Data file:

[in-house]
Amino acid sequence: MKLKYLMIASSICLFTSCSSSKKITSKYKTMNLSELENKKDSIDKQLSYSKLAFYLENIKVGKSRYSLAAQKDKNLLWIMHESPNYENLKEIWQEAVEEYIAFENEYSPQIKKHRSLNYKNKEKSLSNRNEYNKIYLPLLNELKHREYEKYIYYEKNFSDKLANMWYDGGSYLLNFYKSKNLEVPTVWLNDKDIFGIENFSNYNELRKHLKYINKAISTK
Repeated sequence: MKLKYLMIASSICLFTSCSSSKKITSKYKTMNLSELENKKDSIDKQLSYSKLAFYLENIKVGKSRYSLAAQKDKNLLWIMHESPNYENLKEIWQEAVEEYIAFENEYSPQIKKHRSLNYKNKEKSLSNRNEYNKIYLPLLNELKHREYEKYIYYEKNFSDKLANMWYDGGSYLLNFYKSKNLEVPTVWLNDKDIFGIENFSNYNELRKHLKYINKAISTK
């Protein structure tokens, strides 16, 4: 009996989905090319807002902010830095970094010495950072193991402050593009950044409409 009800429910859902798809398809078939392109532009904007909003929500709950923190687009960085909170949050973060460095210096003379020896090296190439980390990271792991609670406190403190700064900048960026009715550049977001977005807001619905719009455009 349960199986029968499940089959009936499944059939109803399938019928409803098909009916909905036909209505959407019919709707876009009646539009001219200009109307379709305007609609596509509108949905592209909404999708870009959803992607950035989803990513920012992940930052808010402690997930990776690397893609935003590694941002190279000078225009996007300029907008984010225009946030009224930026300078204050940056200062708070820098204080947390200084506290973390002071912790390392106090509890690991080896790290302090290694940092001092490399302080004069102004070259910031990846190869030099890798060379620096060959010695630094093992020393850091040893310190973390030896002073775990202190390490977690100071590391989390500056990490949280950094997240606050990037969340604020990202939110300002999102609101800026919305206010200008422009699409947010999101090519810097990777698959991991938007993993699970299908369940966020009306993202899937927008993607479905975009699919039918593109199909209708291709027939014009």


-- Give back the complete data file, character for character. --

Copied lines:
[in-house]
Amino acid sequence: MKLKYLMIASSICLFTSCSSSKKITSKYKTMNLSELENKKDSIDKQLSYSKLAFYLENIKVGKSRYSLAAQKDKNLLWIMHESPNYENLKEIWQEAVEEYIAFENEYSPQIKKHRSLNYKNKEKSLSNRNEYNKIYLPLLNELKHREYEKYIYYEKNFSDKLANMWYDGGSYLLNFYKSKNLEVPTVWLNDKDIFGIENFSNYNELRKHLKYINKAISTK
Repeated sequence: MKLKYLMIASSICLFTSCSSSKKITSKYKTMNLSELENKKDSIDKQLSYSKLAFYLENIKVGKSRYSLAAQKDKNLLWIMHESPNYENLKEIWQEAVEEYIAFENEYSPQIKKHRSLNYKNKEKSLSNRNEYNKIYLPLLNELKHREYEKYIYYEKNFSDKLANMWYDGGSYLLNFYKSKNLEVPTVWLNDKDIFGIENFSNYNELRKHLKYINKAISTK
């Protein structure tokens, strides 16, 4: 009996989905090319807002902010830095970094010495950072193991402050593009950044409409 009800429910859902798809398809078939392109532009904007909003929500709950923190687009960085909170949050973060460095210096003379020896090296190439980390990271792991609670406190403190700064900048960026009715550049977001977005807001619905719009455009 349960199986029968499940089959009936499944059939109803399938019928409803098909009916909905036909209505959407019919709707876009009646539009001219200009109307379709305007609609596509509108949905592209909404999708870009959803992607950035989803990513920012992940930052808010402690997930990776690397893609935003590694941002190279000078225009996007300029907008984010225009946030009224930026300078204050940056200062708070820098204080947390200084506290973390002071912790390392106090509890690991080896790290302090290694940092001092490399302080004069102004070259910031990846190869030099890798060379620096060959010695630094093992020393850091040893310190973390030896002073775990202190390490977690100071590391989390500056990490949280950094997240606050990037969340604020990202939110300002999102609101800026919305206010200008422009699409947010999101090519810097990777698959991991938007993993699970299908369940966020009306993202899937927008993607479905975009699919039918593109199909209708291709027939014009």